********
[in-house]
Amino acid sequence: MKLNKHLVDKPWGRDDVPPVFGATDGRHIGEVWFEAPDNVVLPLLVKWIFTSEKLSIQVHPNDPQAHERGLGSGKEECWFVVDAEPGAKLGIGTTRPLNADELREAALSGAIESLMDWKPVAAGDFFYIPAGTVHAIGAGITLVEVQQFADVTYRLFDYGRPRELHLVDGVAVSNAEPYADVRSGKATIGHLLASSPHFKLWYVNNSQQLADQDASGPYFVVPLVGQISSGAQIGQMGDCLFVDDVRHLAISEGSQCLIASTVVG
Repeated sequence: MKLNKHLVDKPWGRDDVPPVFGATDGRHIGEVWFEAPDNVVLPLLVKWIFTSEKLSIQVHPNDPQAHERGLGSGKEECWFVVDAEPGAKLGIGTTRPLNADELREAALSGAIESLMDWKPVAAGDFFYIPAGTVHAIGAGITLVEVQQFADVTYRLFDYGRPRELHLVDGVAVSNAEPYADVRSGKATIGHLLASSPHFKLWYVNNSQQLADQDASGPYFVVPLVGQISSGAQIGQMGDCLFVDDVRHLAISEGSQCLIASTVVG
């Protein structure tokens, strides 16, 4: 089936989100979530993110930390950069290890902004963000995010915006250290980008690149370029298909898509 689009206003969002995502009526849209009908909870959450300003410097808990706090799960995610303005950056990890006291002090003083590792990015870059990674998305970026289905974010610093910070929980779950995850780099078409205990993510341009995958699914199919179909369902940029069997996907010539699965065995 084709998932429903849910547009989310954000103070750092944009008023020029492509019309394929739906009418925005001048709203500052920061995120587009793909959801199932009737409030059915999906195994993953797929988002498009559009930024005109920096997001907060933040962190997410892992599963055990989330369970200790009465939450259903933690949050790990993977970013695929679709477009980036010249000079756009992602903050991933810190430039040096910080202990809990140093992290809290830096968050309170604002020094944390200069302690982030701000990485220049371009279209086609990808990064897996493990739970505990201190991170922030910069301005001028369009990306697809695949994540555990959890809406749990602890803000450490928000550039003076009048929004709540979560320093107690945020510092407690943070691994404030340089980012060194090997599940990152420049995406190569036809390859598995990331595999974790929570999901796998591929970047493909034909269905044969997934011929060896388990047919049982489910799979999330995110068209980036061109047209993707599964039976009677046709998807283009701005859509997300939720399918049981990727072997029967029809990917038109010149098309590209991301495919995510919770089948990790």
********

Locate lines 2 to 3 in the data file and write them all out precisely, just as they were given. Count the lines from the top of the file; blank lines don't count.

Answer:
Amino acid sequence: MKLNKHLVDKPWGRDDVPPVFGATDGRHIGEVWFEAPDNVVLPLLVKWIFTSEKLSIQVHPNDPQAHERGLGSGKEECWFVVDAEPGAKLGIGTTRPLNADELREAALSGAIESLMDWKPVAAGDFFYIPAGTVHAIGAGITLVEVQQFADVTYRLFDYGRPRELHLVDGVAVSNAEPYADVRSGKATIGHLLASSPHFKLWYVNNSQQLADQDASGPYFVVPLVGQISSGAQIGQMGDCLFVDDVRHLAISEGSQCLIASTVVG
Repeated sequence: MKLNKHLVDKPWGRDDVPPVFGATDGRHIGEVWFEAPDNVVLPLLVKWIFTSEKLSIQVHPNDPQAHERGLGSGKEECWFVVDAEPGAKLGIGTTRPLNADELREAALSGAIESLMDWKPVAAGDFFYIPAGTVHAIGAGITLVEVQQFADVTYRLFDYGRPRELHLVDGVAVSNAEPYADVRSGKATIGHLLASSPHFKLWYVNNSQQLADQDASGPYFVVPLVGQISSGAQIGQMGDCLFVDDVRHLAISEGSQCLIASTVVG